Kepler's first law is rather simple - all planets orbit the sun in a path that resembles an ellipse, with the sun being located at one of the foci of that ellipse.
orbit: 
Kepler's second law of planetary motion. Kepler's second law of planetary motion describes the speed of a planet traveling in an elliptical orbit around the sun. It states that a line between the sun and the planet sweeps equal areas in equal times.
Kepler's 3rd Law: P2 = a. 3Kepler's 3rd law is a mathematical formula. It means that if you know the period of a planet's orbit (P = how long it takes the planet to go around the Sun), then you can determine that planet's distance from the Sun (a = the semimajor axis of the planet's orbit).
NEWTON'S VERSION OF KEPLER'S THIRD LAW. Johannes Kepler discovered a simple relationship between the average distance of a planet from the Sun (called its semi-major axis, A, measured in Astronomical Units) and the amount of time it takes a planet to orbit the Sun once (called its orbital period, P, measured in years).
 

NEWTON'S VERSION OF KEPLER'S THIRD LAW
Johannes Kepler discovered a simple relationship between the average distance of a planet from the Sun (called its semi-major axis, A, measured in Astronomical Units) and the amount of time it takes a planet to orbit the Sun once (called its orbital period, P, measured in years). For objects orbiting the Sun, the semi-major axis to the third power equals the period squared:

A3 = P2

There were two problems with this relation. First, Kepler did not know how it worked, he just knew it did. Second, the relation does not work for objects which are not orbiting the Sun, for example, the Moon orbiting the Earth. Isaac Newton solved both these problems with his Theory of Gravity, and discovered that the masses of the orbiting bodies also play a part. Newton developed a more general form of what was called Kepler's Third Law that could apply to any two objects orbiting a common center of mass. This is called Newton's Version of Kepler's Third Law:

M1 + M2 = A3 / P2

Special units must be used to make this equation work. If the data are not given in the proper units, they must be converted.

The masses must be measured in solar masses, where one solar mass is 1.99 X 1033 grams, or 1.99 X 1030 kilograms.

The semi-major axis must be measured in Astronomical Units, where 1 AU is 149,600,000 kilometers, or 93,000,000 miles.

The orbital period must be measured in years, where 1 year is 365.25 days.

This relation has many uses: determining the mass of a planet by looking at its moon(s), studying binary star systems, even determining the mass of the Galaxy!

There is a problem, however, with the way the equation is written above. Often, we are not able to determine to a high degree of accuracy the average distance between, say, two binary stars. We must use a modified version of NVK3L for very distant objects.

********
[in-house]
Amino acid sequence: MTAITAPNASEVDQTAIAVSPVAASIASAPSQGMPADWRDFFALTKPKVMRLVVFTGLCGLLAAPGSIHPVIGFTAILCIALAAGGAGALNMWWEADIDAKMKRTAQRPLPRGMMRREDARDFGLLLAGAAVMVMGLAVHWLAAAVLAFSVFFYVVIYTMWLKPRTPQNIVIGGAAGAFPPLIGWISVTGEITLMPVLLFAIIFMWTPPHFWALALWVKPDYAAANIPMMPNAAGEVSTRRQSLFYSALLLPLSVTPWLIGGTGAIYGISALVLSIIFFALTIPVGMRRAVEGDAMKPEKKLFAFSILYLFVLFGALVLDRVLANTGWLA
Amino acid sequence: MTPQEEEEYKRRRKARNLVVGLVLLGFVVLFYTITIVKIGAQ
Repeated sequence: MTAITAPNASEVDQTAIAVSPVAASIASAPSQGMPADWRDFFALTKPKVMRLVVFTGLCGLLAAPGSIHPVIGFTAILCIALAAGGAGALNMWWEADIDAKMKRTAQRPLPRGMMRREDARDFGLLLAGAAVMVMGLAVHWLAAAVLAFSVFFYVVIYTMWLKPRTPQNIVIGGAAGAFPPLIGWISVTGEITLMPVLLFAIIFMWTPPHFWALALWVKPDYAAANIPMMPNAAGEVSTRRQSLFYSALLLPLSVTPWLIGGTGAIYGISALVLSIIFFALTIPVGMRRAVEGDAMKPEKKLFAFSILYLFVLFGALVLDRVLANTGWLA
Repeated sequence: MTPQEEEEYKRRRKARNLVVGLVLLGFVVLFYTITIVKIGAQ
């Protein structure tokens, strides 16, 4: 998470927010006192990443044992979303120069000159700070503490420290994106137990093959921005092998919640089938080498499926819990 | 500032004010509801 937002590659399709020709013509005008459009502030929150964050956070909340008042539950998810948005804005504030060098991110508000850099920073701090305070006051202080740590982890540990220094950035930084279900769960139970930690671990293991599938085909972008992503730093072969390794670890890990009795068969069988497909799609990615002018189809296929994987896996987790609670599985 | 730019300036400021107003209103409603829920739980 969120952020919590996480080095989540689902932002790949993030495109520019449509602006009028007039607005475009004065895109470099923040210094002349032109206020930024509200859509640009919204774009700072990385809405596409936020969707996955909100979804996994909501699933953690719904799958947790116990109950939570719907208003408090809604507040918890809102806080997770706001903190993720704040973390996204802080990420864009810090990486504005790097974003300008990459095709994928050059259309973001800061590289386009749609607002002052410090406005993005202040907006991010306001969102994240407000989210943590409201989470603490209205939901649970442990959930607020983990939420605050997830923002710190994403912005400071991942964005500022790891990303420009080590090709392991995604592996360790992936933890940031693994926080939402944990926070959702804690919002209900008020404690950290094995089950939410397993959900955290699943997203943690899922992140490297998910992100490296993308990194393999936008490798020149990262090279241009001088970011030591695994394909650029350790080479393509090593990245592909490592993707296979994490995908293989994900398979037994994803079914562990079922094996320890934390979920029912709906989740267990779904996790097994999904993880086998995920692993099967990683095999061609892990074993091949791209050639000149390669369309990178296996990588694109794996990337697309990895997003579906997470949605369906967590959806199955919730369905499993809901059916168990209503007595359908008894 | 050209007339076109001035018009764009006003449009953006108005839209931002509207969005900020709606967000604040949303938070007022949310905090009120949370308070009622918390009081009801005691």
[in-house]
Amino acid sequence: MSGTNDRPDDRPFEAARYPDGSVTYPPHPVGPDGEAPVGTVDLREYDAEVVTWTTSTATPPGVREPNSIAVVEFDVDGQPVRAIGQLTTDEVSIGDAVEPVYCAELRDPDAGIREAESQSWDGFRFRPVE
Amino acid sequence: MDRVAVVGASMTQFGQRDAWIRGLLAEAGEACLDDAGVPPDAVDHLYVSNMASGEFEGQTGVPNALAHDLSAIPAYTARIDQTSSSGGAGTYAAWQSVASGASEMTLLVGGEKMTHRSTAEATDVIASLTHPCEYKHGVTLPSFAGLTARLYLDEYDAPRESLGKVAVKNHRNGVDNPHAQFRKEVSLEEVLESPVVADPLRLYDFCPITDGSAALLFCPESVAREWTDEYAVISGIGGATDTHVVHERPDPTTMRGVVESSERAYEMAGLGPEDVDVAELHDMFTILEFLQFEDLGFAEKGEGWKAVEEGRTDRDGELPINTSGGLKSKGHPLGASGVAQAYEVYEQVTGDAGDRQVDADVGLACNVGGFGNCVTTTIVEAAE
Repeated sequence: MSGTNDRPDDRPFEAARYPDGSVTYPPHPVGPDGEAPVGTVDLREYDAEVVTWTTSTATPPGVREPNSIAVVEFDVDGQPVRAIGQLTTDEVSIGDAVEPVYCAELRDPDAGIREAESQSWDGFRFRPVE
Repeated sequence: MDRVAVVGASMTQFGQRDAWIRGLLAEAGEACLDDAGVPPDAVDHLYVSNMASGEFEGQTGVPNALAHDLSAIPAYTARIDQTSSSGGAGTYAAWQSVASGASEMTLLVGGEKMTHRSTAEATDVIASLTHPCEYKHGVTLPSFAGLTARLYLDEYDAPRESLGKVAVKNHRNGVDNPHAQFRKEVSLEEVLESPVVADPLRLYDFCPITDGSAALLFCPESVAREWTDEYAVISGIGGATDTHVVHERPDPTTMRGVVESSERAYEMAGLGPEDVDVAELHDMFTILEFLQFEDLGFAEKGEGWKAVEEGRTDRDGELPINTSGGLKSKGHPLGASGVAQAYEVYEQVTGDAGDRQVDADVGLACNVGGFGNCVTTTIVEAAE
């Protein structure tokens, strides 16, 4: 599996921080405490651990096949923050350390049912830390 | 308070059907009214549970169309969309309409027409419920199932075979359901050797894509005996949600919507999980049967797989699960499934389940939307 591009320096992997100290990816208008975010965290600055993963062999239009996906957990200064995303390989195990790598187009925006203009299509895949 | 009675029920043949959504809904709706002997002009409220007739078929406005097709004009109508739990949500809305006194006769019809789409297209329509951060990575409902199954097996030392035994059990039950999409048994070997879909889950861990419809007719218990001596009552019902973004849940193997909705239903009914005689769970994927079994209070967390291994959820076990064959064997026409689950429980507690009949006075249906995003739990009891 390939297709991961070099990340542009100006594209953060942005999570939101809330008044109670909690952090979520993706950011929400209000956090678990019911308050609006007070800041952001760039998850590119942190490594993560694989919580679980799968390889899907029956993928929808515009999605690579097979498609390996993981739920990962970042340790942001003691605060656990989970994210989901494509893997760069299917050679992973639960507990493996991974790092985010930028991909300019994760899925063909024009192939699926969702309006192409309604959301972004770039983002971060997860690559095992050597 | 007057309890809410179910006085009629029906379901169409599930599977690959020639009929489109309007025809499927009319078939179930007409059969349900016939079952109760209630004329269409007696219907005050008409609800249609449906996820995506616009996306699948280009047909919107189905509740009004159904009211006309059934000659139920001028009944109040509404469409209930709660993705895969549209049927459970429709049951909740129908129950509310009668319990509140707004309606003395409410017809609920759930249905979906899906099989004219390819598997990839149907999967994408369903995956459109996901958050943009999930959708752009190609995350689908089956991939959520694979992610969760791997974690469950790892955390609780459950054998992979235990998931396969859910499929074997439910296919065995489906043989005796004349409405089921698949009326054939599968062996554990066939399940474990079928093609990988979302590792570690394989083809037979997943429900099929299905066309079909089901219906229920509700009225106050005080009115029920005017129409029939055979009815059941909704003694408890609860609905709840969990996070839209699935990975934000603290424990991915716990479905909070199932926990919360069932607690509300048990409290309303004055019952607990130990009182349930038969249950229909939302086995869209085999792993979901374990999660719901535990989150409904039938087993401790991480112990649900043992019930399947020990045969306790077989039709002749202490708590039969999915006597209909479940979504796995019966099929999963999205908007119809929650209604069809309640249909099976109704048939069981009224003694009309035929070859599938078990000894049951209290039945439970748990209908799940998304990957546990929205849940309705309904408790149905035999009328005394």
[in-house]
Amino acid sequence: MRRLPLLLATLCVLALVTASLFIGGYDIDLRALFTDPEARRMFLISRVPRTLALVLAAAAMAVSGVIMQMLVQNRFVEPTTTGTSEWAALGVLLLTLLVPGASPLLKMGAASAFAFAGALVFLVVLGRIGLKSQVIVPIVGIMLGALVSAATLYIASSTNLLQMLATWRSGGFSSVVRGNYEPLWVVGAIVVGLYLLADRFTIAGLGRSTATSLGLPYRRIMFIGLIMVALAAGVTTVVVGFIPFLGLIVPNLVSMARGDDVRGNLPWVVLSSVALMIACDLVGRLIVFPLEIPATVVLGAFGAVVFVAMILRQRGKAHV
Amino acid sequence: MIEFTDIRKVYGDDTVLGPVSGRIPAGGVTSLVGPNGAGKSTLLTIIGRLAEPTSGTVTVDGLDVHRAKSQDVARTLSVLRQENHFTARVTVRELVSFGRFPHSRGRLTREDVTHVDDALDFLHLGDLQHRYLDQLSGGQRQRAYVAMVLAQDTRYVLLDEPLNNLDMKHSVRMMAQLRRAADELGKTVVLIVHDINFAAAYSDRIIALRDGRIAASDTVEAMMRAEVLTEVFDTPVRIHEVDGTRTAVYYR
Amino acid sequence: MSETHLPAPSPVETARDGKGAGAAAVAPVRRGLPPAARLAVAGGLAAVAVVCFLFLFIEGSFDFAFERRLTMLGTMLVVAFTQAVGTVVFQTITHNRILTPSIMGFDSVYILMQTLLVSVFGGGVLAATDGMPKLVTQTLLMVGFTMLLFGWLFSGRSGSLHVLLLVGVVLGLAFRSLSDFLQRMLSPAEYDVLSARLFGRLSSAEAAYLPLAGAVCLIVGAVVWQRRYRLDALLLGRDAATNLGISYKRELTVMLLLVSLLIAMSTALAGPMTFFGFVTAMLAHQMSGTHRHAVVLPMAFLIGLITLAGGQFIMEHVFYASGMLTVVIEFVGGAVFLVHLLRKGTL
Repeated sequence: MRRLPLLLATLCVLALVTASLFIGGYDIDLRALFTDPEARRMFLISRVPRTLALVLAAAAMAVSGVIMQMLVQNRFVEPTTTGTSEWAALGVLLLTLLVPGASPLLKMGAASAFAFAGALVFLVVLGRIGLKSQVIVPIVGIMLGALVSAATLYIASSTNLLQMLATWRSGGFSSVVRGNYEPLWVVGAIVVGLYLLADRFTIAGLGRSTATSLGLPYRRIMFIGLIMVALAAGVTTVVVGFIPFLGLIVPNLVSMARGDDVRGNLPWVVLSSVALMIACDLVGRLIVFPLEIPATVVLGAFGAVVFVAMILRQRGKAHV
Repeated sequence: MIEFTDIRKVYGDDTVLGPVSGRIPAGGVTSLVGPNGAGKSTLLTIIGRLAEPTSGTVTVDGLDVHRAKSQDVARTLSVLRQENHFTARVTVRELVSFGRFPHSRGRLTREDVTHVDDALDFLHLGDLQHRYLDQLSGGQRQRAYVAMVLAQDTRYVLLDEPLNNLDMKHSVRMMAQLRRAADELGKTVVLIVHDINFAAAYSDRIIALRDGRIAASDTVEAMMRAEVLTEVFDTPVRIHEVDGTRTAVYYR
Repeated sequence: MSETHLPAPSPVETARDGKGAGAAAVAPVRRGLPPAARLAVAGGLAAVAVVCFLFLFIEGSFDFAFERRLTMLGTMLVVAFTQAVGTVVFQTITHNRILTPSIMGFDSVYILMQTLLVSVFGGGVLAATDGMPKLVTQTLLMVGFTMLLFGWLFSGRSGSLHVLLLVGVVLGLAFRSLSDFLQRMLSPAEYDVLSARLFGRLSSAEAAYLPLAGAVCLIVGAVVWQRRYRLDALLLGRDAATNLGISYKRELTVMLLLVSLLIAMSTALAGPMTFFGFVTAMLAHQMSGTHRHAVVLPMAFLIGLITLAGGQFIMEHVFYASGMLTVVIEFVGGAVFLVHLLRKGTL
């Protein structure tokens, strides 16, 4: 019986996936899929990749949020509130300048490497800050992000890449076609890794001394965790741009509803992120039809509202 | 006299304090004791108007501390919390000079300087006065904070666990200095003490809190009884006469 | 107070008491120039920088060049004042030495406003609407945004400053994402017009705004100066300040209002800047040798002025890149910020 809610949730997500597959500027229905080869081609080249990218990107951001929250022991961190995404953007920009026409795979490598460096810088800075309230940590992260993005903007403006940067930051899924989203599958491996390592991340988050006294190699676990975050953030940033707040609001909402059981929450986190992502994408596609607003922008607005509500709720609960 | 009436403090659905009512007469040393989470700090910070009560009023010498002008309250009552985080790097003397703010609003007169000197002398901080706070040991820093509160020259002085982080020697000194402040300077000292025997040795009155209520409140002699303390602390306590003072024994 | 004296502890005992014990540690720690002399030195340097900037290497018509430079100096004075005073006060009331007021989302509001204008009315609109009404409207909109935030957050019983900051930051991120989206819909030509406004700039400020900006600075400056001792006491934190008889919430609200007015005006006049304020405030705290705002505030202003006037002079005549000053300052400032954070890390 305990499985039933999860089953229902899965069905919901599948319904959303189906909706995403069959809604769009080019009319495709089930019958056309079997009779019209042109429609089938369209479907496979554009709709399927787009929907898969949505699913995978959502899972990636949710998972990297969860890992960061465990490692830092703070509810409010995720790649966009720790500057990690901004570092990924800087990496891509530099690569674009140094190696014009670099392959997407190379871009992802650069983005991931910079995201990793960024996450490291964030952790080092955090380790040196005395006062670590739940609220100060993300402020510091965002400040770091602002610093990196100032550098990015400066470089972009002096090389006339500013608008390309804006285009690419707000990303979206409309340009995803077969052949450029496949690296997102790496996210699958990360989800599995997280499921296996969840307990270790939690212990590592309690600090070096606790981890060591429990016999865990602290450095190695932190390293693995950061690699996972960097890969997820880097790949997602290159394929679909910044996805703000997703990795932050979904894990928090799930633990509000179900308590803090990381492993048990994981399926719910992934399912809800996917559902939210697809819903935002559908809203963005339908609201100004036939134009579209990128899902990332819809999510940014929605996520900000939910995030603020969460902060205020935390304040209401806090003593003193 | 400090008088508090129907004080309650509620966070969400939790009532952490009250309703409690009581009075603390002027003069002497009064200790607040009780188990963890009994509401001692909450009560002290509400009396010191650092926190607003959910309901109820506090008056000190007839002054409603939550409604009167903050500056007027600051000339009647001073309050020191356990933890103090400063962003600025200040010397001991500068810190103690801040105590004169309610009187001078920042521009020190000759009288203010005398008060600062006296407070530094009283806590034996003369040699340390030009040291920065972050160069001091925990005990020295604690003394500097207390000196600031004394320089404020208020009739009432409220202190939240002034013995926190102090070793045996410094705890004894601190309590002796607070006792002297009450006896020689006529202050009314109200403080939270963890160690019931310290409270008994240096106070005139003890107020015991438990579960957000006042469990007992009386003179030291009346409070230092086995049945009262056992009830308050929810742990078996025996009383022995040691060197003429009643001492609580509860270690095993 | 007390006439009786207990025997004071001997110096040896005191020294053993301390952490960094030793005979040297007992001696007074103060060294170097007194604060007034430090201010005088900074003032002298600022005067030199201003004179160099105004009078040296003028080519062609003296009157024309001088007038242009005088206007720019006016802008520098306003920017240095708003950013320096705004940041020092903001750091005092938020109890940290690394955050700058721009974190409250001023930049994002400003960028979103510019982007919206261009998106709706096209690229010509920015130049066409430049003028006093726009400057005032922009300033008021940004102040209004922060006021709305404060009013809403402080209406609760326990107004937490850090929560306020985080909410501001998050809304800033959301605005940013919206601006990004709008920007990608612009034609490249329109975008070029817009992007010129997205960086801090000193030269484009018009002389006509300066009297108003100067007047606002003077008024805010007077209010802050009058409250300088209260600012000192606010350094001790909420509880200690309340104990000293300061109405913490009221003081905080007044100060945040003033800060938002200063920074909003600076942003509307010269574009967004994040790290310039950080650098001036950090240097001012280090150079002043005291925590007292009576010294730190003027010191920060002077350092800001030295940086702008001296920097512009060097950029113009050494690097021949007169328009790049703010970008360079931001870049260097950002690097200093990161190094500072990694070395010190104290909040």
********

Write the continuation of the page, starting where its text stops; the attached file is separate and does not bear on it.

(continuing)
To achieve this modification, we must first introduce an equation for velocity, how fast an object is traveling. Everybody who has driven a car has encountered the formula for velocity. The speedometer on a car measures velocity in miles per hour, or kilometers per hour. Now miles or kilometers are ways of measuring distance, hours are what we use to measure time, and "per" is a word signaling division. Therefore, the formula for velocity is

Velocity = Distance traveled / Time to travel

How does this relate to NVK3L? Remember that our real problem is often that we do not know the average distance between the two objects that are orbiting each other. Many times, we can only clearly see one of the objects that is orbiting!  But velocity is something we can measure, as long as we can see one of the partners, using the Doppler Effect.

Technically what we are measuring is the orbital velocity of the visible partner, which can be related to the distance traveled by the visible partner in its orbit and the time it takes the visible partner to orbit once.  That time is simply  the orbital period P, which is generally easy to observe.  What we usually don't know is the distance traveled around the orbit by the visible partner, called the circumference of the orbit.  This circumference is related to the average distance, A, by the formula

Circumference = C = 2 (pi) A

So the velocity equation becomes

Velocity = V = C / P = 2 (pi) A / P

Remember that we can compute velocity using  the Doppler Effect.  We can observe the orbital period easily.  It is the value of A that is typically very hard to find.  So we turn the equation above around, and solve for A:

A = V P / 2 (pi)

We can now take this value of A and plug it in to Newton's Version of Kepler's Third Law to get an equation involving knowable things, like V and P:

M1 + M2 = V3P3 / 23(pi)3P2

M1 + M2 = V3P / 8(pi)3

What this equation is basically telling us is, the more mass there is in a system, the faster the components of that system are moving as they orbit each other.  We shall not use this more complicated version of NVK3L for homework calculations, but we will use the concept in our discussion of black holes.